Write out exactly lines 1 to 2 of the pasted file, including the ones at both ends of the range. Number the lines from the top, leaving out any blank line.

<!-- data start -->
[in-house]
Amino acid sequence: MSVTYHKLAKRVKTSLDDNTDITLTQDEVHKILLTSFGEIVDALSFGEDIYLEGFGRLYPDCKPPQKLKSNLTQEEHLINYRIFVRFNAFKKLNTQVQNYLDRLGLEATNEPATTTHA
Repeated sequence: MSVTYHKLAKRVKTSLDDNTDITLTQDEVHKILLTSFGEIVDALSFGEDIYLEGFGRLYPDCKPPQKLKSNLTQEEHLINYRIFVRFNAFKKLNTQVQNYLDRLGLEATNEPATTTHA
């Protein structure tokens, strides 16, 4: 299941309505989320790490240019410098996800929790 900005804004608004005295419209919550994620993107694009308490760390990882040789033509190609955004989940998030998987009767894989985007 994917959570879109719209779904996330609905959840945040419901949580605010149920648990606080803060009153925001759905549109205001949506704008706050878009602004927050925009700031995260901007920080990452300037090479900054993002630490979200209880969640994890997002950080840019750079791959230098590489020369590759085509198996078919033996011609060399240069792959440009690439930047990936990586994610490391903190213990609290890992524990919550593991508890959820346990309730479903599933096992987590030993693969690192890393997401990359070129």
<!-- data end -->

[in-house]
Amino acid sequence: MSVTYHKLAKRVKTSLDDNTDITLTQDEVHKILLTSFGEIVDALSFGEDIYLEGFGRLYPDCKPPQKLKSNLTQEEHLINYRIFVRFNAFKKLNTQVQNYLDRLGLEATNEPATTTHA